Why I Prefer Singing the Older Songs

February 18, 2018

Occasionally, I’m asked why I favor singing the older songs. After listening to 1,000s of songs, here are the differences I hear in the popular male love ballad, to take one example.

Male love ballads composed in the period 1930 to 1960:

• The singer regales the woman with an ode to her beauty and glamour. He tells her all that he will do for her until the end of time, if she would but love him a half as much as he adores her. Feminine ideal placed on a pedestal and worshipped. The male as the servant to her beauty, which deserves his adoration by its mere existence.

• ‎Ideas develop from a premise to a conclusion, usually a request on bended knee.

• Complex, memorable, singable melodies with just enough subtle repetition to encourage memorability of the number.

• Lyrical ingenuity. Seemingly commonplace language, made by invention unusual and delightful.

• Variety in time, in 2, 3 and 4, some swung, or waltzed or cha-cha’d, etc.

Male love ballads composed in the past 20 years:

• The singer implores the woman of his neediness. She has to love him or he will fall even farther without her. The male is the focus; the female attends to him.

• One idea, stated at the top, unchanging throughout. No attempt at persuading the listener, but the appeal to the love ideal is pity.

• Short repetitive phrases of only a few varying pitches, often only one bar long. Changes limited to full major and rarely minor chords, no maj7, diminished, 13s, etc.

• Always in 4, straight-ahead. Variation in feel restricted to volume only, with softer implying tender intimacy and louder usually representing anger or intensity of neediness.

Of course, there are exceptions, but this is my take on these two generations of songwriters after decades of listening. I think women would rather hear how they are to be adored, don’t you?

Perhaps the maturity of the song is somewhat a function of the age of the writer, since the older songs were written by primarily older, more experienced men, whereas newer iterations of the popular love ballad seem to be written by 20 somethings.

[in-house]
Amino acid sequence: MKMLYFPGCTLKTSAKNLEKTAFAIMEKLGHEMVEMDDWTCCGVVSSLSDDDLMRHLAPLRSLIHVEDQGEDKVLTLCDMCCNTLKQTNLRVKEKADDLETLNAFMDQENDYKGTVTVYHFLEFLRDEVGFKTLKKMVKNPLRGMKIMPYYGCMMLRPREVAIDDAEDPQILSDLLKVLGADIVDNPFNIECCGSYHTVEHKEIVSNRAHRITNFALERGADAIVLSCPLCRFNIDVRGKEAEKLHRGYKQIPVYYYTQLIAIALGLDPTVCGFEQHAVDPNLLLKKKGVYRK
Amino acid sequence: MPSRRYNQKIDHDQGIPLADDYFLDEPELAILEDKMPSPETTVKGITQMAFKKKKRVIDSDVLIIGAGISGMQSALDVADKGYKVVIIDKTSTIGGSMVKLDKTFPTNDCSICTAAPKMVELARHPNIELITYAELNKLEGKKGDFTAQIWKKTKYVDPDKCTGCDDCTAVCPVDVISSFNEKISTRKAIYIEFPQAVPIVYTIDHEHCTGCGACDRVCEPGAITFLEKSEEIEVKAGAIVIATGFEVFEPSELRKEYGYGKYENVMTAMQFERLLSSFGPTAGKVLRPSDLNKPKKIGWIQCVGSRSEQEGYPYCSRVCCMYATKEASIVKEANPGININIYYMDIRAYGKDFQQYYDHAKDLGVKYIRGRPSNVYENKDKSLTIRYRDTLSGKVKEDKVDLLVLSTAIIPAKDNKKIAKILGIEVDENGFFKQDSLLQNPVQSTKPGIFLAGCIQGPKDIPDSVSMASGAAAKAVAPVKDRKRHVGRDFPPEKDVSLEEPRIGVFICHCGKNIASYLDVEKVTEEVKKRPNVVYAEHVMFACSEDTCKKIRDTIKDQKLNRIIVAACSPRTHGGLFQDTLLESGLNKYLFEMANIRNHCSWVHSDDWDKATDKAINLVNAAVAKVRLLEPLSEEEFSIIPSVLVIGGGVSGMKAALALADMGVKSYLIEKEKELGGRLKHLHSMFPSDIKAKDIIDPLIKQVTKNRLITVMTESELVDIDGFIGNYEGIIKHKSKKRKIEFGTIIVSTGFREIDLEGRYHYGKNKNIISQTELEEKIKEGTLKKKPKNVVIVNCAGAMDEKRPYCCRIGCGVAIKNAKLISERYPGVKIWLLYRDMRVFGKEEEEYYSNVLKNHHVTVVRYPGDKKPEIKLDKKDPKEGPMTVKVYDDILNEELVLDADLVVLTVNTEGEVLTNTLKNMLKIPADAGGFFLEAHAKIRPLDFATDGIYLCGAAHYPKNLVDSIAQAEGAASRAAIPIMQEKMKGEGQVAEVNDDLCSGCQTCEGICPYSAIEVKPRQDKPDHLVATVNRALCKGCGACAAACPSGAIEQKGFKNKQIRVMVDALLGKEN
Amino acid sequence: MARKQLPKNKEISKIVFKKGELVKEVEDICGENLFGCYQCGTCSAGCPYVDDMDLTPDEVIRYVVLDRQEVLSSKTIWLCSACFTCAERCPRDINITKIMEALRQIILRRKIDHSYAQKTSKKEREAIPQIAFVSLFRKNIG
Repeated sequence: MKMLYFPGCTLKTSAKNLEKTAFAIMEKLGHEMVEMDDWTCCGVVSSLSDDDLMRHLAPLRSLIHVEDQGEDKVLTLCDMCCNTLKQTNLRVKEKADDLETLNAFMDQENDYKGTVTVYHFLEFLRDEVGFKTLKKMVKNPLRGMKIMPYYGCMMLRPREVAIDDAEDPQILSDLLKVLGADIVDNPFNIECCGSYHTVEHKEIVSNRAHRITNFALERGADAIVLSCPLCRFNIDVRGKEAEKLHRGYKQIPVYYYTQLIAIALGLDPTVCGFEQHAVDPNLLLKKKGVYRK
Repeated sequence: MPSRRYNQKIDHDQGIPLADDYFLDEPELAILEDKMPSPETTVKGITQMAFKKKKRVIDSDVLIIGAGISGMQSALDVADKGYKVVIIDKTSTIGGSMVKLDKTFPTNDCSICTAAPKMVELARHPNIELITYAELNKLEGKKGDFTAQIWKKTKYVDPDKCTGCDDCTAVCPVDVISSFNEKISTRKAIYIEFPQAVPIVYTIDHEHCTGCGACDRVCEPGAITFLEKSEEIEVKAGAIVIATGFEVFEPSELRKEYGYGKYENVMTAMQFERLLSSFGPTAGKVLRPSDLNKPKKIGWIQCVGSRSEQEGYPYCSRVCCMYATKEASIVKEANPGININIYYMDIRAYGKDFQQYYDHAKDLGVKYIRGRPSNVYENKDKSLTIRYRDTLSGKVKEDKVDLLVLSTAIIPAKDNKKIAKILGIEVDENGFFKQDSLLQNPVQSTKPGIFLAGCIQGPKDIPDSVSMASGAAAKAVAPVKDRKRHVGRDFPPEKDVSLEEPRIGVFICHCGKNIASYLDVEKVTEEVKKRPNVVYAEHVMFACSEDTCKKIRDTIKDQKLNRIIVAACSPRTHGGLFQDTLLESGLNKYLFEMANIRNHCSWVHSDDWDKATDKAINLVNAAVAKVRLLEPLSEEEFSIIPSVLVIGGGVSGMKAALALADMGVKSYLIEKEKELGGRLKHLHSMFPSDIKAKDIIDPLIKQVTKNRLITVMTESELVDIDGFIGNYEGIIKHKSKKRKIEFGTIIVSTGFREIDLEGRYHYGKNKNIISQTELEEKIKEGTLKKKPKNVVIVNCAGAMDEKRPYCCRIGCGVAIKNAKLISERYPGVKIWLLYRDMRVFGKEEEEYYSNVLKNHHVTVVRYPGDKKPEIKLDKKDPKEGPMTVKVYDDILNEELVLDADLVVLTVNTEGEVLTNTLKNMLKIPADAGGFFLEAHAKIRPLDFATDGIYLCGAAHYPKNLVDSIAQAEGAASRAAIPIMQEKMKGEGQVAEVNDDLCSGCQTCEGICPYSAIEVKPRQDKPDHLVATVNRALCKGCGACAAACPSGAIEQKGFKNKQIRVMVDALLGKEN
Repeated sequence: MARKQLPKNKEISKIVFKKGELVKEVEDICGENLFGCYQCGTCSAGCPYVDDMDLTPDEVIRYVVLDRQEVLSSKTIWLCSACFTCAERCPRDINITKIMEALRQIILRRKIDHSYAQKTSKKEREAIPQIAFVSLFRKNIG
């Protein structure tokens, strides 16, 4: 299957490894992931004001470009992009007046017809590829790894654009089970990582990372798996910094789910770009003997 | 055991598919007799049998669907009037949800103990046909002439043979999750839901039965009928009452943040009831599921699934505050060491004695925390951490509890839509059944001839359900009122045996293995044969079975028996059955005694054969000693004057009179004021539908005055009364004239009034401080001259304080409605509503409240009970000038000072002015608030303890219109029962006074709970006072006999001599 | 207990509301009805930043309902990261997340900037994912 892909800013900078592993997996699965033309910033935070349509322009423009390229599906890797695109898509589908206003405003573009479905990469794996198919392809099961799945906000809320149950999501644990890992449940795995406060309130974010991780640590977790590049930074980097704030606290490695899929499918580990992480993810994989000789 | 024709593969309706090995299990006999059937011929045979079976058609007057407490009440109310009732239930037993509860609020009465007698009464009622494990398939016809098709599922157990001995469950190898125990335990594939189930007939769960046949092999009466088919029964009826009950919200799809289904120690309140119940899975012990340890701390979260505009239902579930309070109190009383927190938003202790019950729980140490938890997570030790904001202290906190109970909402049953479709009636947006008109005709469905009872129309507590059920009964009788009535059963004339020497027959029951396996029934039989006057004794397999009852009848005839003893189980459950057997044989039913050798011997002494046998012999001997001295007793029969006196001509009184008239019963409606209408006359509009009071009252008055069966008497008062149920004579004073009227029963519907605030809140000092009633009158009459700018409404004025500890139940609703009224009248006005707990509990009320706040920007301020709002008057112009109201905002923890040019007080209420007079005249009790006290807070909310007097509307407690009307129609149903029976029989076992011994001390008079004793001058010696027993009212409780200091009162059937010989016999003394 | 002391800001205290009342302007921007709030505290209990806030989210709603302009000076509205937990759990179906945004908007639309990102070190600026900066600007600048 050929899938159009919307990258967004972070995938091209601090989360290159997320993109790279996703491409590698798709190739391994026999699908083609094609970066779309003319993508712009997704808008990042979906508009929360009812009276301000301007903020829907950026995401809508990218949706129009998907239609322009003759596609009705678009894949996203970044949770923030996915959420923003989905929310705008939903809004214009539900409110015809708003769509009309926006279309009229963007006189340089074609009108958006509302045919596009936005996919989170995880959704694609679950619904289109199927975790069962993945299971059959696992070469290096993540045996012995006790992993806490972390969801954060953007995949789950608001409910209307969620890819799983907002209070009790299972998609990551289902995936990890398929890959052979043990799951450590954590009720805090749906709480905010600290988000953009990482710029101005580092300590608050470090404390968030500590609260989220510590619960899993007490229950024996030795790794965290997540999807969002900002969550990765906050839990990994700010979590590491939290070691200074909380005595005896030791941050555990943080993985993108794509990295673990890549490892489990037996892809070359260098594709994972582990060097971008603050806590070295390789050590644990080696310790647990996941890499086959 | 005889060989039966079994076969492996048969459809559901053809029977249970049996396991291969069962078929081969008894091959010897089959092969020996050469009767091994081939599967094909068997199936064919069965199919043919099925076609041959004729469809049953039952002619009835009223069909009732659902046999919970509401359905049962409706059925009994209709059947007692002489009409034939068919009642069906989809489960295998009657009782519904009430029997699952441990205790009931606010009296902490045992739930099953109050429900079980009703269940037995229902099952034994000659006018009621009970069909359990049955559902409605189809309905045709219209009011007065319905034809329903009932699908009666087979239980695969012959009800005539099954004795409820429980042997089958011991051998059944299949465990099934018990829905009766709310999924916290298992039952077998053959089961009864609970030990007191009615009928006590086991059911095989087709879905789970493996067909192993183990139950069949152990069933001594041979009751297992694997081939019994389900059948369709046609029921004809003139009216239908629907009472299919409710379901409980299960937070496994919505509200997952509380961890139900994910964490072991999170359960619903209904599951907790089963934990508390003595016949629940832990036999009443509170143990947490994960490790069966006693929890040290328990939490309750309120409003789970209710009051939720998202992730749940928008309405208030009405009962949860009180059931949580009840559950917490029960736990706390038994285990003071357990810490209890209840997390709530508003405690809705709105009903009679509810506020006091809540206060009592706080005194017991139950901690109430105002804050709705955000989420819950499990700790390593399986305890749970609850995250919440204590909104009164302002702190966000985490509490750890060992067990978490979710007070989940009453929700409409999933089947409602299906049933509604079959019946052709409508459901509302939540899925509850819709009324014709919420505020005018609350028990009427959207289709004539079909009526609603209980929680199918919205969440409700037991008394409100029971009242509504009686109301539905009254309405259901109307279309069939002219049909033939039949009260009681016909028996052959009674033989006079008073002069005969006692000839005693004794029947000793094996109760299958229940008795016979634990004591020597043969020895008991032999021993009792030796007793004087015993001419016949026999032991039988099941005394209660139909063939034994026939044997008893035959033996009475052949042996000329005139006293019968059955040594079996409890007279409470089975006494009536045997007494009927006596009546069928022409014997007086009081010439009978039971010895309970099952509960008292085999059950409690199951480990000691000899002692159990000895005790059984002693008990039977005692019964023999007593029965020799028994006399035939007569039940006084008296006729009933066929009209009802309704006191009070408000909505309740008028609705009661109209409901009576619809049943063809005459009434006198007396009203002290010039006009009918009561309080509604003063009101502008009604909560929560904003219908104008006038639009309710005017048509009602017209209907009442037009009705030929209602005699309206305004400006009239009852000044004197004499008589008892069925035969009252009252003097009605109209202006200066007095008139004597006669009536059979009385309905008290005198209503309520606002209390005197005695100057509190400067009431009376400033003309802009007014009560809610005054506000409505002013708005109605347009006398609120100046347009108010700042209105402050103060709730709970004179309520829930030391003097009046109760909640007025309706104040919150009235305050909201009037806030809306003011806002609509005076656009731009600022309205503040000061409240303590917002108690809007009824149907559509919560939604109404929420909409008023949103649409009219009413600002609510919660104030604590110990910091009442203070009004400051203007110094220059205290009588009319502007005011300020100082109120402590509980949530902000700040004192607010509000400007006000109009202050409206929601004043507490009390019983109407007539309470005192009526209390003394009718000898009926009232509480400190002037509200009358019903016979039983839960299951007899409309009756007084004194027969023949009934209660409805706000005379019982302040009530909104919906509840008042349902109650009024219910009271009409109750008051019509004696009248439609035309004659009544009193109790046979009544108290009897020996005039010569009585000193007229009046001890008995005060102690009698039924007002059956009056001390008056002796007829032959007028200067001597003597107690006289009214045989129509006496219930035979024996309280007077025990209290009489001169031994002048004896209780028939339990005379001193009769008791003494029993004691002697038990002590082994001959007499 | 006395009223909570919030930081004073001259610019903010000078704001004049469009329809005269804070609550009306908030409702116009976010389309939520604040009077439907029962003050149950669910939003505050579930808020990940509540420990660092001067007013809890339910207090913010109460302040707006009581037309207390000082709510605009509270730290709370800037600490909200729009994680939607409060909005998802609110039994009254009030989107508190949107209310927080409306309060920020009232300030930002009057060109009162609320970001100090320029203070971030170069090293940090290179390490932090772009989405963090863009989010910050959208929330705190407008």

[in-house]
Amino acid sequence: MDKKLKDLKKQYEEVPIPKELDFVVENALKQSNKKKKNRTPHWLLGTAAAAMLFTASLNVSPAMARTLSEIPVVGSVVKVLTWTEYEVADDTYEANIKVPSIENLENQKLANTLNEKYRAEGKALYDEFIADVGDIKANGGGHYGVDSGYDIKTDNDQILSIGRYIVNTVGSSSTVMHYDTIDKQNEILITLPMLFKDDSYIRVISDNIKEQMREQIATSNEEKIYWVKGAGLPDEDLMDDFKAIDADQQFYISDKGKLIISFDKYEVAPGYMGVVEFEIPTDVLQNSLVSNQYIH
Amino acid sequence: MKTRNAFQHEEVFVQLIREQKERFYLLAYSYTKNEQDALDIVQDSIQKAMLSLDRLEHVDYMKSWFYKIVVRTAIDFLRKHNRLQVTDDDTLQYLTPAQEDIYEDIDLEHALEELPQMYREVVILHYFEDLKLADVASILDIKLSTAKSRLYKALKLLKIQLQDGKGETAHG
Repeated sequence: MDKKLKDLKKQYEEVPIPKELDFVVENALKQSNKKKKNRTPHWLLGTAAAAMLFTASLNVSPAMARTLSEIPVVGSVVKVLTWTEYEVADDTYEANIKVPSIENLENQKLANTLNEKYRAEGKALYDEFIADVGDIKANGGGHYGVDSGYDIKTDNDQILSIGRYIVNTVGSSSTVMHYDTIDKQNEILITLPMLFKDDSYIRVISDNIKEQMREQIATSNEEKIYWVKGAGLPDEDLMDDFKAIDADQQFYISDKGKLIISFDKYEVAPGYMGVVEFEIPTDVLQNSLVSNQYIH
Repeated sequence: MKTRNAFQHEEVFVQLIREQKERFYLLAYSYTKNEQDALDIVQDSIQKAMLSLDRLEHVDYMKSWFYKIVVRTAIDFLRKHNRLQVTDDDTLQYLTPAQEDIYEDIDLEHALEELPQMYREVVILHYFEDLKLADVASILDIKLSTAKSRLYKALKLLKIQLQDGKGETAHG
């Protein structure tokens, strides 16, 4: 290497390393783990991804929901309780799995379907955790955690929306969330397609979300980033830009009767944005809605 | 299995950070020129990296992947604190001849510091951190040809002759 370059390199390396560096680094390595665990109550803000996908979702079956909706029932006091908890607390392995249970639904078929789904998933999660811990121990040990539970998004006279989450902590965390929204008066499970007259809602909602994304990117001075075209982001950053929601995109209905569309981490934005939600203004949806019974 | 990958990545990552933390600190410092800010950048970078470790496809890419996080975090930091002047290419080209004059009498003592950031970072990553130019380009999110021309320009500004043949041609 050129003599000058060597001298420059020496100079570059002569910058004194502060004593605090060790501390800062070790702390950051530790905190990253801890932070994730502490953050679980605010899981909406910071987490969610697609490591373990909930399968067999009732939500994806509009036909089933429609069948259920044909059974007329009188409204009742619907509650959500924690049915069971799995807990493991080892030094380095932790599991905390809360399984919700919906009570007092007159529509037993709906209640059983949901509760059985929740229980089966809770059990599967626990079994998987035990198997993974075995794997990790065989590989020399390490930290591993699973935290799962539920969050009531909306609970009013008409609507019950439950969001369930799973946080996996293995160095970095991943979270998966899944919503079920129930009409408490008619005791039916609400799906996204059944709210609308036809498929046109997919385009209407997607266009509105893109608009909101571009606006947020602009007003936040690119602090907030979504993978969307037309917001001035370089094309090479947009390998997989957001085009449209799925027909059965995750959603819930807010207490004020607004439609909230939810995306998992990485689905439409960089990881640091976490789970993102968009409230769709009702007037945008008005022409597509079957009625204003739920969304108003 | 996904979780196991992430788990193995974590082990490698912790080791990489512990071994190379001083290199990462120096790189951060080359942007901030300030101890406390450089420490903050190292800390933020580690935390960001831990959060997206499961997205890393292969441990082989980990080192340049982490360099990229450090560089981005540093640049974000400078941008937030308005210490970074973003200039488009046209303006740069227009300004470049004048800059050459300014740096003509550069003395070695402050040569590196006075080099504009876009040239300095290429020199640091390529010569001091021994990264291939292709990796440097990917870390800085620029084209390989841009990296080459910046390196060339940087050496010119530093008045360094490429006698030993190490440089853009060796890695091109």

I surely do hear mature songs recently written by older guys (like me), with fine meaningful lyrics, easy to grasp musical complexity and melodic subtlety. The first who comes to mind is my friend, Ken Gaines.

Anyhow, this is why I generally prefer the older numbers. But my mind is open to the possibility of new numbers to sing and I’m looking for them all the time.

New Richie Kaye Recordings in 2018

February 16, 2018

Next week, I’ll be at Wire Road Studios to record a few gemstones. These are 60s Nashville back-catalog classics that are rarely if ever recorded any longer. Some made the top 100 or even better, but a few of them were recorded once, maybe twice and then were forgotten. But they’re still real fine numbers that audiences I play today enjoy hearing. I’ll issue this as an EP with artwork before summer comes. Name still up in the air.

I’ve gotten to the point now where I have enough new original material I think is ready for the next album. The next few months I’ll be arranging, to begin recording mid-summer, partly in Houston, but also in New Orleans with both Houston and NOLA talent. I’ve a title for this work already and artwork in mind. It’s to be a vocal album with acoustic guitar, electric guitar, piano, organ, bass, strings and reeds. A bit complex, looking at a release date may be the end of 2018.

Why Did I Tell Ya I was Going to Shanghai? — Songs Added to the Repetoire

February 12, 2018

New songs in the repertoire:

Six Days on the Road (Dave Dudley)

Why Did I Tell Ya I was Going to Shanghai? (Peggy Lee)

Ridin’ on the Gravy Train (Jo Stafford)

I can guarantee you no one has been playing these great numbers for a loooooong time….

This is the forgotten hit, “Why Did I Tell You I Was Goin’ to Shanghai.” Doris Day had a lot of success with it, but, much as I love Ms. Day, I prefer the lesser known Peggy Lee rendition, here sung live in 1951 on CBS radio and fortunately preserved. Bob Hilliard, who wrote the lyrics to “In the Wee Small Hours of the Morning,” wrote these as well.

It’s real cute, so I’ve added it to my repetoire. I first heard it when I was singing in Japan ages ago, on a cassette tape of American jazz I bought in a tiny cassette tape shop in East Osaka (really). Try finding some Japanese enka recordings in Houston…